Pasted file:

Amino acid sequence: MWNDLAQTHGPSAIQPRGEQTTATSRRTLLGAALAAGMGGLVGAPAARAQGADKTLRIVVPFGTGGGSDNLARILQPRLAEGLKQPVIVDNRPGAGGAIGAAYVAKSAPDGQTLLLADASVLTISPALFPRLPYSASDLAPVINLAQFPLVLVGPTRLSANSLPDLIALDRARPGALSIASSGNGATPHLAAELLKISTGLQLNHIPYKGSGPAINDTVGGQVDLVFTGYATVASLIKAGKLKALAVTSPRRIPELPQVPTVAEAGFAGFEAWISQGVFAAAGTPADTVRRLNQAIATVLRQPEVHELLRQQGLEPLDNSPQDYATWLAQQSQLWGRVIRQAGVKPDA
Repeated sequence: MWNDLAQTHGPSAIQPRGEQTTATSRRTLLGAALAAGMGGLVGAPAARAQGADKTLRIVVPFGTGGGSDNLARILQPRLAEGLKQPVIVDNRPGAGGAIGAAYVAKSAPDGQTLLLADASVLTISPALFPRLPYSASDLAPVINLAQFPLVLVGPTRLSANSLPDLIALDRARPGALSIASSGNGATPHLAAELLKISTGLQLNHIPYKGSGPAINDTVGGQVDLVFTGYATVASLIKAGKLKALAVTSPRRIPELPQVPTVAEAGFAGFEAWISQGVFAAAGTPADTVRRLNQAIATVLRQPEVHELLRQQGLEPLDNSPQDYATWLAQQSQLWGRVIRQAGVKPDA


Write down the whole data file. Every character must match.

Amino acid sequence: MWNDLAQTHGPSAIQPRGEQTTATSRRTLLGAALAAGMGGLVGAPAARAQGADKTLRIVVPFGTGGGSDNLARILQPRLAEGLKQPVIVDNRPGAGGAIGAAYVAKSAPDGQTLLLADASVLTISPALFPRLPYSASDLAPVINLAQFPLVLVGPTRLSANSLPDLIALDRARPGALSIASSGNGATPHLAAELLKISTGLQLNHIPYKGSGPAINDTVGGQVDLVFTGYATVASLIKAGKLKALAVTSPRRIPELPQVPTVAEAGFAGFEAWISQGVFAAAGTPADTVRRLNQAIATVLRQPEVHELLRQQGLEPLDNSPQDYATWLAQQSQLWGRVIRQAGVKPDA
Repeated sequence: MWNDLAQTHGPSAIQPRGEQTTATSRRTLLGAALAAGMGGLVGAPAARAQGADKTLRIVVPFGTGGGSDNLARILQPRLAEGLKQPVIVDNRPGAGGAIGAAYVAKSAPDGQTLLLADASVLTISPALFPRLPYSASDLAPVINLAQFPLVLVGPTRLSANSLPDLIALDRARPGALSIASSGNGATPHLAAELLKISTGLQLNHIPYKGSGPAINDTVGGQVDLVFTGYATVASLIKAGKLKALAVTSPRRIPELPQVPTVAEAGFAGFEAWISQGVFAAAGTPADTVRRLNQAIATVLRQPEVHELLRQQGLEPLDNSPQDYATWLAQQSQLWGRVIRQAGVKPDA